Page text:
With the monopoly the avant-garde held in musical institutions, art schools presented a welcome alternative for experimental composers. This is the third, and perhaps most significant, atypical aspect of Bryars’s early career. Even more than John Tilbury and Howard Skempton, who also taught in art schools, Bryars was very much influenced by alternative institutions. He taught in Portsmouth in the late 1960s, and it was there that, for a student exhibition, he composed The Sinking of the Titanic (1969), a piece whose score was a single page of text. He also founded the Portsmouth Sinfonia, an orchestra open to non-musicians, like Cardew’s Scratch Orchestra. Bryars’s pieces from this time usually involved procedure; as Potter describes, they were “nearer to what is now called performance art than to traditional music making.” The performance setup and lengthy titles were often as important as the musical result: examples include Marvellous Aphorisms Are Scattered Richly throughout These Pages (1969), The Ride Cymbal and the Band that Caused the Fire in the Sycamore Trees, and Serenely Beaming and Leaning on a Five-Barred Gate (1970), where sixty-four tape recorders are linked to sixty-four performers. Daniel Caux, who, alongside the Festival d’Automne in Paris, was one of the first supporters of Bryars’s music, calls such works “ready-made” pieces.6 Manipulated magnetic tape was often central to their performance. These pieces were also heavily indebted to the outlandish spirit of the Fluxus movement; for example, the series Private Music (1969) is meant to be played simultaneously with other works. The piece 1-2, 1-2-3-4 (1971) uses the same concept: each musician accompanies a pop or jazz standard that they hear at various speeds in individual headphones. This type of uncategorized music continued to punctuate Bryars’s work in the subsequent decades, from A Man in a Room, Gambling (1992) — a radiophonic piece for string quartet and magnetic tape, inspired by card games and created with the visual artist Juan Muñoz — to the pataphysical pieces of 2018 and 2019 (Le Haha Platonique, The Pataphysical Calendar) and The Stopping Train (2016), a piece in collaboration with the poet Blake Morrison and meant to be listened to on the train between Bryars’s hometown of Goole and Hull. Related projects are the many sound installations, both temporary and permanent, that he created for the opening of the Tate Liverpool gallery and museum in 1988 (for example, Invention of Tradition, with the artists Bruce McLean and David Ward, as well as the late sound engineer Bill Cadman) and for the Château d’Oiron (Chambre d’écoute, 1993).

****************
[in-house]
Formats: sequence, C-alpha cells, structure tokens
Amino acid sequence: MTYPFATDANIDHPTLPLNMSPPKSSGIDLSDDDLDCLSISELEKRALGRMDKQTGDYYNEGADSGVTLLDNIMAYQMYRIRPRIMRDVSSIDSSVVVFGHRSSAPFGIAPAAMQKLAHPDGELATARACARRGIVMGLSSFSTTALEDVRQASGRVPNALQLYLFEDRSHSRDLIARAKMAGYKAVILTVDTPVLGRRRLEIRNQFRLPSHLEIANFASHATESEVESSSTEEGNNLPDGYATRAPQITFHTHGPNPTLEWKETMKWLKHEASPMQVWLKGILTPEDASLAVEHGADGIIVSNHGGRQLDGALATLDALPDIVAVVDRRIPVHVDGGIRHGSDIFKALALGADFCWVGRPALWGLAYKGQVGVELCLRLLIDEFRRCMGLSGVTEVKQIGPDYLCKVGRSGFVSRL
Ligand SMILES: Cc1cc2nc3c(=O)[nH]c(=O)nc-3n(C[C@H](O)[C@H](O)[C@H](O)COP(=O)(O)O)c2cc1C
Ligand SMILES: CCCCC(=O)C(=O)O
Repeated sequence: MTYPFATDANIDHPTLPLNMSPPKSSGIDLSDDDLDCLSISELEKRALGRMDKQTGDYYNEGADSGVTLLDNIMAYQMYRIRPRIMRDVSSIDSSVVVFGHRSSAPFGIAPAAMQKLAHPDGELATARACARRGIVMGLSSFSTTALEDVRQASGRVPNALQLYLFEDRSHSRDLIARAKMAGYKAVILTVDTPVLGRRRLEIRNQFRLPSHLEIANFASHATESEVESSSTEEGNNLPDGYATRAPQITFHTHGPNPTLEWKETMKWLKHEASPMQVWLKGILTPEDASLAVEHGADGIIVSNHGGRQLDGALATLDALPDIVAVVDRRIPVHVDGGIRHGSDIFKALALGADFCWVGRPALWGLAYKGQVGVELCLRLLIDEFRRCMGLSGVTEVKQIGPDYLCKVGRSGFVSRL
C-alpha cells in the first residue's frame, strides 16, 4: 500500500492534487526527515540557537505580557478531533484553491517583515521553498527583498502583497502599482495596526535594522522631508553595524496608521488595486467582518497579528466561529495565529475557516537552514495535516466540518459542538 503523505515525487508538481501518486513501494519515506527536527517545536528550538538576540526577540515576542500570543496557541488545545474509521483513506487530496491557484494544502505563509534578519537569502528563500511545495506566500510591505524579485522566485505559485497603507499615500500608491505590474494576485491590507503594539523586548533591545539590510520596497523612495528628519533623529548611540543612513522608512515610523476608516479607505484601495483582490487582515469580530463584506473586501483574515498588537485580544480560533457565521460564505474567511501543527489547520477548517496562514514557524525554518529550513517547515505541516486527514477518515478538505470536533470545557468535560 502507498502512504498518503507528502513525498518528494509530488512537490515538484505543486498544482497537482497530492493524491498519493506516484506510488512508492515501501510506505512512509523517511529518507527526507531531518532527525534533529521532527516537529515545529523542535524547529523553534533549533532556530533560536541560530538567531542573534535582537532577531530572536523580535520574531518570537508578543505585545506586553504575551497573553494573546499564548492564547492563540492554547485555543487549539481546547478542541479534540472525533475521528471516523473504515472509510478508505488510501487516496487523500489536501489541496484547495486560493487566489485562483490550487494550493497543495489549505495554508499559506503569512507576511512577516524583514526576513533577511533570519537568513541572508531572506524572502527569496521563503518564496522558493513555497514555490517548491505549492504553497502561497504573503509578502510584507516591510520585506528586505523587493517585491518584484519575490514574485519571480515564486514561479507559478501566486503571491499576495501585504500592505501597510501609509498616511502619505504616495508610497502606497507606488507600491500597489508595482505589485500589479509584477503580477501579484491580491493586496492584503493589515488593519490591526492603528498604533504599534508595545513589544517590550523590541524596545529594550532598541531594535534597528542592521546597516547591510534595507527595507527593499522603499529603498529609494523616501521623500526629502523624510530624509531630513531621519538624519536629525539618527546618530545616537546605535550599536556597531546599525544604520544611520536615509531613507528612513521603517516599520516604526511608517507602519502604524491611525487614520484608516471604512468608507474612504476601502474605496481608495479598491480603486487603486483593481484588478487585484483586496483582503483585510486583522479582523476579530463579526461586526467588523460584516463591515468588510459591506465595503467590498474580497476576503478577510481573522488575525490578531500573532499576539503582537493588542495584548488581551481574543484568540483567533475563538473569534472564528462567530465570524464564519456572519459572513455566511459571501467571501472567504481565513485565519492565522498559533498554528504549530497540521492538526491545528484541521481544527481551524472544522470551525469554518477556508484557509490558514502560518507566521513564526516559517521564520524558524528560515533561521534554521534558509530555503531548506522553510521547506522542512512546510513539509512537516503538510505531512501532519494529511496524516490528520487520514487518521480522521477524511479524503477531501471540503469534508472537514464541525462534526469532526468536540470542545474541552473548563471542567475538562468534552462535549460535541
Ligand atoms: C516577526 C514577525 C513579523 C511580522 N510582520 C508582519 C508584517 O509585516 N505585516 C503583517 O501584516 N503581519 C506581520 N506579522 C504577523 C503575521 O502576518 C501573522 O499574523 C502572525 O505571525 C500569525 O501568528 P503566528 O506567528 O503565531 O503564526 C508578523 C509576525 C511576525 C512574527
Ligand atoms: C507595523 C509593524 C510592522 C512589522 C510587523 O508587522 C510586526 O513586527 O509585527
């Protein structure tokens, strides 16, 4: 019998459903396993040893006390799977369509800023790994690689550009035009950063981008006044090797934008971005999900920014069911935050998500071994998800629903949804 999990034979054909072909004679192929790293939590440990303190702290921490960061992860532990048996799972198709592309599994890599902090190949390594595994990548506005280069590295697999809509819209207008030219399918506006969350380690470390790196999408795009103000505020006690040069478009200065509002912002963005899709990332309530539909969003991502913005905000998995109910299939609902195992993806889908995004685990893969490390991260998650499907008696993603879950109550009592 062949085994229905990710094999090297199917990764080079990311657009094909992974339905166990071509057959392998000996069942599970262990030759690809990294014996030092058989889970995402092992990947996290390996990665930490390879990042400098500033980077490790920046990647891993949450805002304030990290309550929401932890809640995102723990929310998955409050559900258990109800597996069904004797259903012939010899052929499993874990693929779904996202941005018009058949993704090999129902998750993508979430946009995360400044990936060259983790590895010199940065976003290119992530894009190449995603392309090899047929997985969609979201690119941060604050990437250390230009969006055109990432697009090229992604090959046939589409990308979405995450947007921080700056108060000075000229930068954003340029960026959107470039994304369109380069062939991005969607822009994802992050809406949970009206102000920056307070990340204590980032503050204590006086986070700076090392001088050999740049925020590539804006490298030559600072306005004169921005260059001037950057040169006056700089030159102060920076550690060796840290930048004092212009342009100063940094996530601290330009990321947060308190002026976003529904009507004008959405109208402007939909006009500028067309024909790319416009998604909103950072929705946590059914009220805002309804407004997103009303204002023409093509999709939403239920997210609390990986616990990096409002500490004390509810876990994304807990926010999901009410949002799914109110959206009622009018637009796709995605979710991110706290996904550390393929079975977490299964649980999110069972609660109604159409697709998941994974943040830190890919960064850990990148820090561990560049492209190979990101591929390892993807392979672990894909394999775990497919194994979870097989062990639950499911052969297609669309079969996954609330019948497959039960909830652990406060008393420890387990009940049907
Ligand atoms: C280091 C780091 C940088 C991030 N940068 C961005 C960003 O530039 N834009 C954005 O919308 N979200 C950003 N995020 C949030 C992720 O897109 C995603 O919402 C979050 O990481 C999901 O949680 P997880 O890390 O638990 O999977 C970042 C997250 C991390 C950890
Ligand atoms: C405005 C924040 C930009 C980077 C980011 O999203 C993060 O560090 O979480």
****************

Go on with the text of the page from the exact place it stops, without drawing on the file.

His immersion in visual arts explains why most of works from the first two decades of his career are conceptual, meaning that Bryars required what Potter calls “justification” for each musical element. The Sinking of the Titanic is a good example, as it is based on three years of research on the shipwreck. In it, he “recreates, through a series of variations on a theme played during the wreck, the acoustic transformation of the sound environment during the progressive immersion of the ship into the Atlantic.”7 Characterized by repetitive minimalism, The Sinking of the Titanic foreshadows the slow climatic development and richly chromatic structure in Bryars’s later works. The same is the case with Jesus’ Blood Never Failed Me Yet (1971), a series of variations for orchestra based on a looped recording of a homeless man’s song. Both pieces were critical failures when they premiered in 1972. It is only in their recorded format on Brian Eno’s Obscure label in 1975, and a decade later on the Brussels label Les Disques du Crépuscule, that they received critical acclaim. Both were thereafter extensively performed and adapted for various media. In 2014, Bryars asked the esteemed electronic music artist Philip Jeck to perform improvised interludes between the seven sections of the ballet Pneuma by Carolyn Carlson, based on The Sinking of the Titanic. In the same vein, Jesus’ Blood Never Failed Me Yet has evolved from its original twenty-five-minute form (the duration of one side of a vinyl record), to sixty minutes (for a cassette released in 1990 by Les Disques du Crépuscule), and then to seventy-four minutes for the CD launch by Point Music featuring the American musician Tom Waits, who succeeded in popularizing the piece; ; a 12-hour version was even performed during the night at the Tate Modern in 2019!